Can I Have More Than One Hernia, and Can They Both Be Repaired?

Man grabbing side and abdomen from hernia pain

Most patients will realize they have a hernia from the pain and physical bulge associated with the abdominal tissue protruding through the hernia defect. For many, this manifests in a single area of the abdomen, so is it possible to have more than one hernia? The answer is yes, and this is particularly true for inguinal or groin hernias, which affect men far more often than women. As the name suggests, inguinal hernias involve the inguinal canal. We have one on each side of the body. We also know people genetically predisposed to getting an inguinal hernia are more likely to get one in the future – either on one or both sides.

In the past, when hernias were repaired using open techniques, it was comparatively more difficult to repair two hernias on either side of the abdomen. Because of the surgical technology, or lack thereof, we would have to correct one hernia on one side and then move on with new incisions to repair the other. With the advent of laparoscopy, or minimally invasive surgery, and now robotic techniques, we access the abdomen through three small incisions across the abdomen. This allows us to access either side of the abdomen or both, as appropriate.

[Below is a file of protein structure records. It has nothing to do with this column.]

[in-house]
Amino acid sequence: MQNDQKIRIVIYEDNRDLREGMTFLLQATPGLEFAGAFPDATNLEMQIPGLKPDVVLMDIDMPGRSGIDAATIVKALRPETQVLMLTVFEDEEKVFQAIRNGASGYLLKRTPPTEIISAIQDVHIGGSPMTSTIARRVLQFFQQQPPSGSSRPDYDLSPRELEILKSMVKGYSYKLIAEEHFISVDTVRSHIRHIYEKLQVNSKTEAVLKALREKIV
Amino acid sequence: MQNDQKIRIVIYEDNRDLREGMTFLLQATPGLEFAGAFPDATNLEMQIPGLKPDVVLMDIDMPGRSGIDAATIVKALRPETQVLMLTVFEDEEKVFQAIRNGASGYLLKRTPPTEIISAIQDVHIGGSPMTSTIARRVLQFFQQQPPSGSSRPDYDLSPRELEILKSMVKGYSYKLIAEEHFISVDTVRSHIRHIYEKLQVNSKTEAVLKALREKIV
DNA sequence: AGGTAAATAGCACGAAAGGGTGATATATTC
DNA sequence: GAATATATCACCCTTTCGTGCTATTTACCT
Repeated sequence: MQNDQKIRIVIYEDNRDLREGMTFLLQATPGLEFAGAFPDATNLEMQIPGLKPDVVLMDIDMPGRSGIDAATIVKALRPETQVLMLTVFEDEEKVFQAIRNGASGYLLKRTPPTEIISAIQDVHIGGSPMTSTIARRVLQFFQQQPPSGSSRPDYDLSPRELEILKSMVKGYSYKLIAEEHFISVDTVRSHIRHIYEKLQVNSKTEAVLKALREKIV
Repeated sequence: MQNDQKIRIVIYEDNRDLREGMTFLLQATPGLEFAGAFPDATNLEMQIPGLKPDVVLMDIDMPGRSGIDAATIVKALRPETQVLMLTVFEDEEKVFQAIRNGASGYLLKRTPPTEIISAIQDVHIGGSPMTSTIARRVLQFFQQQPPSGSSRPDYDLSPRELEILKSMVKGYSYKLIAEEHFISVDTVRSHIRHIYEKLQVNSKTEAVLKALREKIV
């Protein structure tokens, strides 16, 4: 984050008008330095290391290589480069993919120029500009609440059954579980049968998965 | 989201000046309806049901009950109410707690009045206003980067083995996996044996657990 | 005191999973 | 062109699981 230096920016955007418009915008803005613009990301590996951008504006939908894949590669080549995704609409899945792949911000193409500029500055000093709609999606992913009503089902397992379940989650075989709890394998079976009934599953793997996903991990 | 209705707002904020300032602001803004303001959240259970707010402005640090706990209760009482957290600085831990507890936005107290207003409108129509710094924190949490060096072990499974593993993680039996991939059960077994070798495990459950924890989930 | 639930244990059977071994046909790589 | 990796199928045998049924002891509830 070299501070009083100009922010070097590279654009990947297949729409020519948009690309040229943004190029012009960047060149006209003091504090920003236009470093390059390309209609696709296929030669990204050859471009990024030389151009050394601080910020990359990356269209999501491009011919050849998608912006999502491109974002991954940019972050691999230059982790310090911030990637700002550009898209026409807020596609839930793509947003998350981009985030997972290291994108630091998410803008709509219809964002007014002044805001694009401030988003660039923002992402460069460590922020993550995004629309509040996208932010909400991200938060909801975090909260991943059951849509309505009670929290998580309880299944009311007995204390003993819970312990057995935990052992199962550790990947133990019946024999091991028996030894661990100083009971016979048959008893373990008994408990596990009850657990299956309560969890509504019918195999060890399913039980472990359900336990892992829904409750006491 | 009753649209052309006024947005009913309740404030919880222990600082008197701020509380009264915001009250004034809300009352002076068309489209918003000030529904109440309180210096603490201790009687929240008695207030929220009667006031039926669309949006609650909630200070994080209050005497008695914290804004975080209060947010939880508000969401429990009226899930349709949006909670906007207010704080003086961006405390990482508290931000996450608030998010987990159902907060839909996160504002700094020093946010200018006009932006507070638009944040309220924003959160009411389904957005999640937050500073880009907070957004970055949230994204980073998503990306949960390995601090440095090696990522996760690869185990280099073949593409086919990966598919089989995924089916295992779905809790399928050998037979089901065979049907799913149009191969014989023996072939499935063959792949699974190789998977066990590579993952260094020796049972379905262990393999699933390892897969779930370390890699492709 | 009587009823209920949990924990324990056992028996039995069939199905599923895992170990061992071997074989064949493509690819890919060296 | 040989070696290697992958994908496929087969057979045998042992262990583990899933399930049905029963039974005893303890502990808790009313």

Diagnosing a Bilateral Hernia

Approximately 25% of men will eventually develop an inguinal hernia but most will never know it. It makes sense when repairing one side we check the other for a hernia defect. Further, one side of the abdomen may be painful while the other has no symptoms, yet both have hernia defects. By checking and ultimately repairing both hernias, we can save patients from having multiple procedures, anesthesia events, and recoveries. Of course, there are times when it is not as advisable to repair both sides, in which case we would schedule a second procedure sometime in the future.

Hernias Elsewhere

Because of the variance in hernia types and locations, it’s not inconceivable more than one hernia type could present itself. For example, an inguinal hernia can coexist with an incisional hernia from another procedure or an umbilical hernia, which is a congenital issue. Again, if the patient suspects they have multiple hernias, this is something to discuss during the consultation, and we can take the safest and most effective approach to repair them together or separately.

There’s often no rhyme or reason behind the development of a hernia. They can happen for several reasons and in virtually any part of the abdomen. The most critical next step is to schedule a consultation with a highly experienced hernia repair surgeon to ensure, whether surgery is needed or not, you are thoroughly evaluated and understand the warning signs of worsening.

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